What Is the Definition of Financial Aid?

by John Hewitt
What Is the Definition of Financial Aid?

Financial aid is a catch-all term referring to any program that offers money to assist with the costs associated with being a student. This includes tuition help, scholarships, living stipends, textbook costs, child care benefits, work grants, entrepreneurship support and more. Aid can come from any number of sources--state, local and federal government, the college itself, professional organizations, private charities and many others.


There are so many substantial financial aid programs to take advantage of that there are few reasons anyone who doesn't want to should need to pay anything for his education. For students willing to work hard to qualify for aid programs, almost anyone can get help to pay for the majority of her education regardless of how much money her parents make every year or where she goes to college.


Heavy subsidies provided to colleges by government at all levels helps make them more affordable for all. Public universities in particular often offer substantial financial incentives for students from their area to attend local universities. Students frequently benefit from tuition reductions, tax credits, preferred admission and other perks that make it easier to afford tuition. Many states offer special programs for particular student paths, such as engineering or basic science.

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Many colleges offer special aid programs based on need. For people from relatively poor families, this can be a very good way to get additional money for college that supplements government aid programs. For single mothers and other groups, many educational grants are available from state, local and the federal government. Inquire at your college financial aid office about grant opportunities in your area. If you have a residence out of state, you can often get grants from your home area and apply them to education in another state.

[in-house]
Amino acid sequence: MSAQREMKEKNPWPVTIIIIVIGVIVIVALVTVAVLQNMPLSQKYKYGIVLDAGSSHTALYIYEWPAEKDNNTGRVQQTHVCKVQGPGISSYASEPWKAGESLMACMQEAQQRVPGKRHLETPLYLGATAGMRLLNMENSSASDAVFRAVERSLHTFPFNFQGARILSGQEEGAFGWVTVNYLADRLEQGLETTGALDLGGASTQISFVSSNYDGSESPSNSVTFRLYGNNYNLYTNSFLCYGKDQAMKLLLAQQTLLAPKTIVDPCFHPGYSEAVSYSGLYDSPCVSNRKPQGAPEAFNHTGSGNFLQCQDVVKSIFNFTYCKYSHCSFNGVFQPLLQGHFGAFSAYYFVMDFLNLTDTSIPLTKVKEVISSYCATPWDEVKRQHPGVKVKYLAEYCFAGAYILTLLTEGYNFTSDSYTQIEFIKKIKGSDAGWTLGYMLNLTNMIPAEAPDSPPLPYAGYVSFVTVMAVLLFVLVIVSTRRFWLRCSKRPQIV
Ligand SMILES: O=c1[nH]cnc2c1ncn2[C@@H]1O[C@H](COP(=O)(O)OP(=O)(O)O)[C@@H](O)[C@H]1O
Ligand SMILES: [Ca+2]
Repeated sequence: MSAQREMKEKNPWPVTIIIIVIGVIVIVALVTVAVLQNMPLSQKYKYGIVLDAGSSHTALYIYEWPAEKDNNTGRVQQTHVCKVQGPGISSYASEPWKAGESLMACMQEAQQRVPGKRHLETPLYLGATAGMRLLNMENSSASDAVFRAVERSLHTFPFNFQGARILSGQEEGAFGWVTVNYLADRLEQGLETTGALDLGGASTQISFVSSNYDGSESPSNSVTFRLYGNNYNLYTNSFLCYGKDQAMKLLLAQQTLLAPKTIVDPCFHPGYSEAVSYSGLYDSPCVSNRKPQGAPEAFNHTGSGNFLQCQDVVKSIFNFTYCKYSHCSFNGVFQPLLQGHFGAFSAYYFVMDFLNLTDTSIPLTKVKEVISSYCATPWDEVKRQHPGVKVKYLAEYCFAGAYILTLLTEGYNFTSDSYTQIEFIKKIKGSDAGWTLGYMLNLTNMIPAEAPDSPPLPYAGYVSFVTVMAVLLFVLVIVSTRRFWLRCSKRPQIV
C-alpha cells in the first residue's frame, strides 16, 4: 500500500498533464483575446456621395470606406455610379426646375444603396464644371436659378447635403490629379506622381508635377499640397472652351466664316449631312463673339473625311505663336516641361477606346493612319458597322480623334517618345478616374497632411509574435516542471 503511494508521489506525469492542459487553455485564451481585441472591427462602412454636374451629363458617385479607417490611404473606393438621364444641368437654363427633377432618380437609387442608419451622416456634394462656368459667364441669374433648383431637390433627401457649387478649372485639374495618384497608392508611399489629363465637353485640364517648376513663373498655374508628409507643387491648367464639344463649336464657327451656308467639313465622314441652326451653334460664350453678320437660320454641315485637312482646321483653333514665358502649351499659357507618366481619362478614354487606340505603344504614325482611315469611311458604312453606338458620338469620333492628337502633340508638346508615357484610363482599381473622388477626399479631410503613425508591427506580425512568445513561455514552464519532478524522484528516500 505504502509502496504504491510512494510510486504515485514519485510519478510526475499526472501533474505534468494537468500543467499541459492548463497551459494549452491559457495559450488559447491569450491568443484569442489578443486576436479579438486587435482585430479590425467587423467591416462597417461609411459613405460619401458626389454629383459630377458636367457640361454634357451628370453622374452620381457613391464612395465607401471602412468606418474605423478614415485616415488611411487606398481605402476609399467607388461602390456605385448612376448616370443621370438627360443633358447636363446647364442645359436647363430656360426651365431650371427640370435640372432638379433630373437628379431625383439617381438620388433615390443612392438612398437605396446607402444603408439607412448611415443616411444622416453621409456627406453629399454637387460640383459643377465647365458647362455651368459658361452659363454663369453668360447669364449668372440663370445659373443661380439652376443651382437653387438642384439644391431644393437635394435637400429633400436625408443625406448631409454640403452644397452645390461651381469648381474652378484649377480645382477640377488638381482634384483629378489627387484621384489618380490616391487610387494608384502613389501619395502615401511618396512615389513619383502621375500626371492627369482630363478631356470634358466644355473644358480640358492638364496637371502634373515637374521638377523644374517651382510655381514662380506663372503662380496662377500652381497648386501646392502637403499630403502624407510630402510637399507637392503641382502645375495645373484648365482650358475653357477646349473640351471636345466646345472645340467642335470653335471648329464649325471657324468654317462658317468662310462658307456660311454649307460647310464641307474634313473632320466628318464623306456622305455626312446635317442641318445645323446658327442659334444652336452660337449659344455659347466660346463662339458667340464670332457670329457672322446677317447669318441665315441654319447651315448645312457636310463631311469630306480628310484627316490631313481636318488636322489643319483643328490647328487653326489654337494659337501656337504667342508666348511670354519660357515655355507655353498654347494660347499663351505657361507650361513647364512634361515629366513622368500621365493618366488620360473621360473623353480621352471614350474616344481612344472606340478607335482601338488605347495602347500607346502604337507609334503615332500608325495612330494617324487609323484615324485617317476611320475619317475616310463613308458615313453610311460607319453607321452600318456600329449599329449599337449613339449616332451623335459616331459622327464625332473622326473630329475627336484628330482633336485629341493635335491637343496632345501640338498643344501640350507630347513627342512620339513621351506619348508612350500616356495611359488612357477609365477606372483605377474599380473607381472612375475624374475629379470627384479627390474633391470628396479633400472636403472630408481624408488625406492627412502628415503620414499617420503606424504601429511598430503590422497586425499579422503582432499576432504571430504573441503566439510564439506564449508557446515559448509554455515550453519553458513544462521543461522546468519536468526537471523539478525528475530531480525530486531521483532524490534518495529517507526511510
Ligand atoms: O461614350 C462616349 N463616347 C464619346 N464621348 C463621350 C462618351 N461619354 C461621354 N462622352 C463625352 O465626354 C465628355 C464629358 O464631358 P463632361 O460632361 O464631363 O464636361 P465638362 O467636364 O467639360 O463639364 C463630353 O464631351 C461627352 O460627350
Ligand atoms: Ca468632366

Contests frequently award substantial rewards to participants. Many of these scholarship contests actually receive relatively few entries, but they are still a rather hit-and-miss form of financial aid to pursue. Generally, it is a safer strategy to only pursue contests after already exploiting all other avenues of available financial aid. Prioritize contests in which you can be relatively well assured of at least placing well. Look for contests that speak to your academic passions.


Most financial aid programs require students to apply to them every year before January 1. Be sure to inquire about new opportunities for financial aid every year. In many cases, demonstrated good academic performance in a particular field can qualify students for scholarships that they may not even know they are qualified for. Asking college department heads directly about scholarship programs is a very good way to ensure you are doing all you can to provide for your education.

About the Author

John Hewitt began freelancing in 2008, writing about subjects ranging from music to stock trading, the energy industry and business. His ghostwritten work has appeared all over the Web. He attended New York University, pursuing a bachelor's degree in history.

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